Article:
SPIEGEL's Interview with Lee Kuan Yew

"It's Stupid to be Afraid"

Singapore's first-ever prime minister, long-time government head and current political mentor Lee Kuan Yew talks about Asia's rise to economic power, China's ambitions and the West's chances of staying competitive.

SPIEGEL : The political and economic center of gravity is moving from the West towards the East. Is Asia becoming the dominant political and economic force in this century?

Mr. Lee: I wouldn't say it's the dominant force. What is gradually happening is the restoration of the world balance to what it was in the early 19th century or late 18th century when China and India together were responsible for more than 40 percent of world GDP. With those two countries becoming part of the globalized Trading world, they are going to go back to approximately the level of world GDP that they previously occupied. But that doesn't make them the superpowers of the world.

SPIEGEL: Their leading politicians have publicly discussed the so-called "Asian Century".

Mr. Lee: Yes, economically, there will be a shift to the Pacific from the Atlantic Ocean and you can already see that in the shipping volumes of Chinese ports.
Every shipping line is trying to get into association with a Chinese container port. India is slower because their infrastructure is still to be completed. But I think they will join in the race, build roads, bridges, airports, container ports and they'll become a manufacturing hub. Raw materials go in, finished goods go out.

SPIEGEL: You've been the leader of a very successful state for a long time. Returning from your time in China , are you afraid for Singapore 's future?

Mr. Lee: I saw it coming from the late 1980s. Deng Xiaoping started this in 1978. He visited Bangkok , Kuala Lumpur and Singapore in November 1978.I think that visit shocked him because he expected three backward cities. Instead he saw three modern cities and he knew that communism -- the politics of the iron rice bowl -- did not work. So, at the end of December, he announced his open door policy. He started free trade zones and from there, they extended it and extended it. Now they have joined the WTO and the whole country is a free trade zone.

SPIEGEL: But has China 's success not become dangerous for Singapore ?

Mr. Lee: We have watched this transformation and the speed at which it is happening. As many of my people tell me, it's scary. They learn so fast. Our people set up businesses in Shanghai or Suzhou and they employ Chinese at lower wages than Singapore Chinese. After three years, they say: "Look, I can do that work, I want the same pay." So it is a very serious challenge for us to move aside and not collide with them. We have to move to areas where they cannot move.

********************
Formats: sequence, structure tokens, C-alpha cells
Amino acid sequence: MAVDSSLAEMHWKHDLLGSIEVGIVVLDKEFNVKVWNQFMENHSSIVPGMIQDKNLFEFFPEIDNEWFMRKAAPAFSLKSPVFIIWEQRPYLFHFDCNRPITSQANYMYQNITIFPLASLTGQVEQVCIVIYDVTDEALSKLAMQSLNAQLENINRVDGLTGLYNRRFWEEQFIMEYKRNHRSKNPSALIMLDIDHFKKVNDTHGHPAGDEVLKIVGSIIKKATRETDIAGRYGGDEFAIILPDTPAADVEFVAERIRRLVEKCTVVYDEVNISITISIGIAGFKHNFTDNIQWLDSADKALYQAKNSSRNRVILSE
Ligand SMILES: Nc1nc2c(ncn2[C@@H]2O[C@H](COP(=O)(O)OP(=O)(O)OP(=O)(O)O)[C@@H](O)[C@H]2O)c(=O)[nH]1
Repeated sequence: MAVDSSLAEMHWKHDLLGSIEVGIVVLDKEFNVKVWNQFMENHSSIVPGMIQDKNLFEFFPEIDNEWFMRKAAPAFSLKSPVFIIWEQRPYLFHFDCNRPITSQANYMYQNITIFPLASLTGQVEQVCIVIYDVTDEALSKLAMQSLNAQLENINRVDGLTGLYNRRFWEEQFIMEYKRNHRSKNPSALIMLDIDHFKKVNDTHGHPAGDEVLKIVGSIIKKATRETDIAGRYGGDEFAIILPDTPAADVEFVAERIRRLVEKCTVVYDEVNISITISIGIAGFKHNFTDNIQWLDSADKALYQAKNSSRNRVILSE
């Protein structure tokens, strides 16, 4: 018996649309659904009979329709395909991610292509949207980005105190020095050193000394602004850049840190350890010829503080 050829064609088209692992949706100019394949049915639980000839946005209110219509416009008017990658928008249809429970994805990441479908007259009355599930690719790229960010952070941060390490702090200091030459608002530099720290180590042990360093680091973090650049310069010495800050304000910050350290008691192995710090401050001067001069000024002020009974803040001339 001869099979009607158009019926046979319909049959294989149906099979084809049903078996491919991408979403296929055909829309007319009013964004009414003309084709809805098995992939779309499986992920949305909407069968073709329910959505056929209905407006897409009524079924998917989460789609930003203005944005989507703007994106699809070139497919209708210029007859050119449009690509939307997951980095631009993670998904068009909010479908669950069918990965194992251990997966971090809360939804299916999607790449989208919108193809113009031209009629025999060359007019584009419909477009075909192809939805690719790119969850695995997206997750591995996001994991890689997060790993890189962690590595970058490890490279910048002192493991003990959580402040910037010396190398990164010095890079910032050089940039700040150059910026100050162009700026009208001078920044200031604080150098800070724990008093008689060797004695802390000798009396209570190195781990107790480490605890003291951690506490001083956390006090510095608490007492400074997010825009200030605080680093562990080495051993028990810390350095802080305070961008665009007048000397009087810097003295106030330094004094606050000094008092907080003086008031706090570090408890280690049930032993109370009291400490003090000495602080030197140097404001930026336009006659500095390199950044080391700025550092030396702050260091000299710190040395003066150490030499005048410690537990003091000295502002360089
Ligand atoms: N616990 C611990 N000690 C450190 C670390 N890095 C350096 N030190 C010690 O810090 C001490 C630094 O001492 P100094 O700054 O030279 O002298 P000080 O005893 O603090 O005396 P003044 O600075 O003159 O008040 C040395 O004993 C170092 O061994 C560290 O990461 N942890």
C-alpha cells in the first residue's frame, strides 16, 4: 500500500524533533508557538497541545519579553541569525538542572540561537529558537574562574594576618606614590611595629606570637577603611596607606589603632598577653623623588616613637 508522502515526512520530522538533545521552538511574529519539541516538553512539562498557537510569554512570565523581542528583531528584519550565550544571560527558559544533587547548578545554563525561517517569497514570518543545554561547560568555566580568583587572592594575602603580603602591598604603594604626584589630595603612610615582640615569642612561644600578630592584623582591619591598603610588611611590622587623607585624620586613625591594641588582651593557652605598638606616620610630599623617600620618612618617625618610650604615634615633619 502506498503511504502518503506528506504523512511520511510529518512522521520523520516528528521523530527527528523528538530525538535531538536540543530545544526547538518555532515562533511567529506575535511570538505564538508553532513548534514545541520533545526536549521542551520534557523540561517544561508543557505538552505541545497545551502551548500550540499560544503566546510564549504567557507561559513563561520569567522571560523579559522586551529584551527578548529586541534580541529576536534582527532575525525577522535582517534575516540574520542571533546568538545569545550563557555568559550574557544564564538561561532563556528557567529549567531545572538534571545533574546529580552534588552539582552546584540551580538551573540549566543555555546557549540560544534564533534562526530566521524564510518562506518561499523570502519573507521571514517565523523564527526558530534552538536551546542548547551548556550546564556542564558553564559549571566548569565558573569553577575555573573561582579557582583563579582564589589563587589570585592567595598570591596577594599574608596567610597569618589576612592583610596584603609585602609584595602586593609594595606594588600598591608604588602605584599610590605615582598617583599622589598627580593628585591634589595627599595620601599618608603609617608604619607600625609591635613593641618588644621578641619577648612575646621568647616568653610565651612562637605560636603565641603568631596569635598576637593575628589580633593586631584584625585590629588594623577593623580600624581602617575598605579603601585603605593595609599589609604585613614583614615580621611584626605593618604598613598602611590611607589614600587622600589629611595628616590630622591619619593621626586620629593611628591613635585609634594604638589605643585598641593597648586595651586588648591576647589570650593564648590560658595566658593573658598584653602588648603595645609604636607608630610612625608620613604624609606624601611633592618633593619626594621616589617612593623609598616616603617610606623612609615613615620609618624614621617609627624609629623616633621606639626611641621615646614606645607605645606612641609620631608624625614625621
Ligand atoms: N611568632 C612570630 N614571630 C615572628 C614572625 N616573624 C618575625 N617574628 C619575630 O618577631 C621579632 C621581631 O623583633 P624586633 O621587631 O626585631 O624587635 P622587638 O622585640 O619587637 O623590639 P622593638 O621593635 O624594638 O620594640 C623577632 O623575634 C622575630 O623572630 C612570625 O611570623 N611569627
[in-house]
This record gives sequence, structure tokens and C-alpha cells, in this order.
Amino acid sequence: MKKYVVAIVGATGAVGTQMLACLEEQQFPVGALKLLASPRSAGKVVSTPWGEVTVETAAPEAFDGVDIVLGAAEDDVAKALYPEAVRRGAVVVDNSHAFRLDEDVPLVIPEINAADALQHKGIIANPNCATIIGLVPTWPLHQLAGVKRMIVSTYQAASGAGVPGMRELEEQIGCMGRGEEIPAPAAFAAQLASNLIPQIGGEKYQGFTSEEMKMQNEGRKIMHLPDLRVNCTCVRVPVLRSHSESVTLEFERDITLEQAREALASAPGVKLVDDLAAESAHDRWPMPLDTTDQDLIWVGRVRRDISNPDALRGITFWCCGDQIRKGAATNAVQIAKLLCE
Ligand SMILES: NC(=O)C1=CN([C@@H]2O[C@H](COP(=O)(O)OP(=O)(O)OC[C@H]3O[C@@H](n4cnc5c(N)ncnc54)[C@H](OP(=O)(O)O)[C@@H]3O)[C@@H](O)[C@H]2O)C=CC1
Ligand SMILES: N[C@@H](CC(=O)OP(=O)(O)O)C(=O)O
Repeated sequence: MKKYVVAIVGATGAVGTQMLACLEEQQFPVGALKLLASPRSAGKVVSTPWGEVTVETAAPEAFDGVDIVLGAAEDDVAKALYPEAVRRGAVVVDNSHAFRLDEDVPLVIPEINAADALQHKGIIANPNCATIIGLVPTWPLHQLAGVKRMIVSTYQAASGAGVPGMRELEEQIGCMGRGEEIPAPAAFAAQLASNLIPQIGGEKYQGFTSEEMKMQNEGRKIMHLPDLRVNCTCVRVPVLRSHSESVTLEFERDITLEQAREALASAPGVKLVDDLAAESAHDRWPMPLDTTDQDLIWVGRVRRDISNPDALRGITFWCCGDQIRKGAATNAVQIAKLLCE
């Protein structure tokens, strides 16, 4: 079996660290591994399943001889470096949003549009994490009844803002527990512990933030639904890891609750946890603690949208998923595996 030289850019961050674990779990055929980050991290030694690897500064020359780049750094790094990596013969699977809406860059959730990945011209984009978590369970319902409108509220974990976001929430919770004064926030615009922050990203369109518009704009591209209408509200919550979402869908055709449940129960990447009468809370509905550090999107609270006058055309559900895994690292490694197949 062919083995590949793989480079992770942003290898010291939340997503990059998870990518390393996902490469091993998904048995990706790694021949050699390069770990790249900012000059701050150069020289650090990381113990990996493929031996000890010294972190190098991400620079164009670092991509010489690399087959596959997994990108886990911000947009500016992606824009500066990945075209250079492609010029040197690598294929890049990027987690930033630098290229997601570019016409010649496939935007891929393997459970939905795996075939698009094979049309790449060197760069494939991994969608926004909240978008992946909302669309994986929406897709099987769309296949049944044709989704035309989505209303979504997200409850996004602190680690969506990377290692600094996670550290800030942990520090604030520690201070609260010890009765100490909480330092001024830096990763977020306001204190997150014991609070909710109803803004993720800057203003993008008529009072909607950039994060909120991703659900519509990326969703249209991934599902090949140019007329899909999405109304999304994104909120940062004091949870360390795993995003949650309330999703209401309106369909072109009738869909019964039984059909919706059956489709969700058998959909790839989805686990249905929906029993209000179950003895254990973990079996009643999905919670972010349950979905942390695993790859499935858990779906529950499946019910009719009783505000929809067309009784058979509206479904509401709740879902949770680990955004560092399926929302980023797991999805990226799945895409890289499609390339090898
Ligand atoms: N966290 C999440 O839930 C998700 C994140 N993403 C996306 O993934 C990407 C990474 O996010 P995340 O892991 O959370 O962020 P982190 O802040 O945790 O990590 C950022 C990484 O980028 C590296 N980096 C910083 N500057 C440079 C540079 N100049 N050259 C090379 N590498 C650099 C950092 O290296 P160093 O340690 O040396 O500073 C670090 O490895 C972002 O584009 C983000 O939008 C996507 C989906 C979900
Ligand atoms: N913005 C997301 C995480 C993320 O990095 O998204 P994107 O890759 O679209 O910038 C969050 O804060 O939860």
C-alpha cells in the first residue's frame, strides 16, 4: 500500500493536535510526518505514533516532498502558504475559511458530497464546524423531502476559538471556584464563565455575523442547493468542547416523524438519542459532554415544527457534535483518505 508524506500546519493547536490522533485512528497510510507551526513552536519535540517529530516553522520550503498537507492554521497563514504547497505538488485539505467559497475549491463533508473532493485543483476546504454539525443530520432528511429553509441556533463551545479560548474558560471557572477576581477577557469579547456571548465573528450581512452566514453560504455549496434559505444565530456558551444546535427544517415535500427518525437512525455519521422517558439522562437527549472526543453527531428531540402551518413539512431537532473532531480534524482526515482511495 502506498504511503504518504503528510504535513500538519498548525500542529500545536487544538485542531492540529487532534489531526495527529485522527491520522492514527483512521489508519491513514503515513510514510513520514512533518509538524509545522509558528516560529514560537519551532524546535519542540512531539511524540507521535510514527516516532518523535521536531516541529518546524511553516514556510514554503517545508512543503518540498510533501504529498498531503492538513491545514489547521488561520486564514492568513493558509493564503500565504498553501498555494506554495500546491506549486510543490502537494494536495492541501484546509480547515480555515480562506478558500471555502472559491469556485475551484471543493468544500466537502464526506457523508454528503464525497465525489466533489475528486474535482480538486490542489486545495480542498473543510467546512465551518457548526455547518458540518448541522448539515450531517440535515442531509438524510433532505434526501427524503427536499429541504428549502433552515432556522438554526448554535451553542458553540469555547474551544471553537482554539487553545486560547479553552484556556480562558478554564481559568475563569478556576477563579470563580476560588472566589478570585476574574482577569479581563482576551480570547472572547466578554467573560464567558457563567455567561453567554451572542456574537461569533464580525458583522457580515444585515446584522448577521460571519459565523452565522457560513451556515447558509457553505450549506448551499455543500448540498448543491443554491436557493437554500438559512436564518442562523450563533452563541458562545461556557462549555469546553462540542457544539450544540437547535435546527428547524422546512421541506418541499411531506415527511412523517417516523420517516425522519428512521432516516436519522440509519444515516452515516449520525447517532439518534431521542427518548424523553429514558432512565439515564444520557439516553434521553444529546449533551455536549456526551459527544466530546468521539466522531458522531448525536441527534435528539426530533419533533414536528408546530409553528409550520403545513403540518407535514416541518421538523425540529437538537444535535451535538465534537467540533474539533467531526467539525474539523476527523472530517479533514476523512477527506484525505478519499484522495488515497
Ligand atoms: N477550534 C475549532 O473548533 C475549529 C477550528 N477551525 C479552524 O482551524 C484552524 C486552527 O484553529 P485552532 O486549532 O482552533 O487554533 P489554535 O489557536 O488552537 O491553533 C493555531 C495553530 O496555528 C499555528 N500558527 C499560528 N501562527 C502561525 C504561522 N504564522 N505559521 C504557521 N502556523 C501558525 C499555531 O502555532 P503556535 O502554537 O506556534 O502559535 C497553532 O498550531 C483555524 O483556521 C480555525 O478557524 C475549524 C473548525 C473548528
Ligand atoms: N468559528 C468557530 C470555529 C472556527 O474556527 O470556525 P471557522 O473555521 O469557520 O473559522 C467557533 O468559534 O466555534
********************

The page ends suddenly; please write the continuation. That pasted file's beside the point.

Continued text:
SPIEGEL: Such as?

Mr. Lee: Such as where the rule of law, intellectual property and security of production systems are required, because for them to establish that, it will take 20 to 30 years. We are concentrating on bio medicine, pharmaceuticals and all products requiring protection of intellectual property rights. No pharmaceutical company is going to go have its precious patents disclosed. So that is why they are here in Singapore and not in China .

SPIEGEL: But the Chinese are moving too. They bought parts of IBM and are trying to take over the American oil company Unocal.

Mr. Lee: They are learning. They have learnt takeovers and mergers from the Americans. They know that if they try to sell their computers with a Chinese brand it will take them decades in America , but if they buy IBM, they can inject their technology and low cost into IBM's brand name, and they will gain access to the market much faster.

SPIEGEL: But how afraid should the West be?

Mr. Lee: It's stupid to be afraid. It's going to happen. I console myself this way. Suppose, China had never gone communist in 1949, suppose the Nationalist government had worked with the Americans -- China would be the great power in Asia -- not Japan , not Korea , not Hong Kong, not Singapore . Because China isolated itself, development took
place on the periphery of Asia first.

SPIEGEL: Such a consolation won't be enough for the future.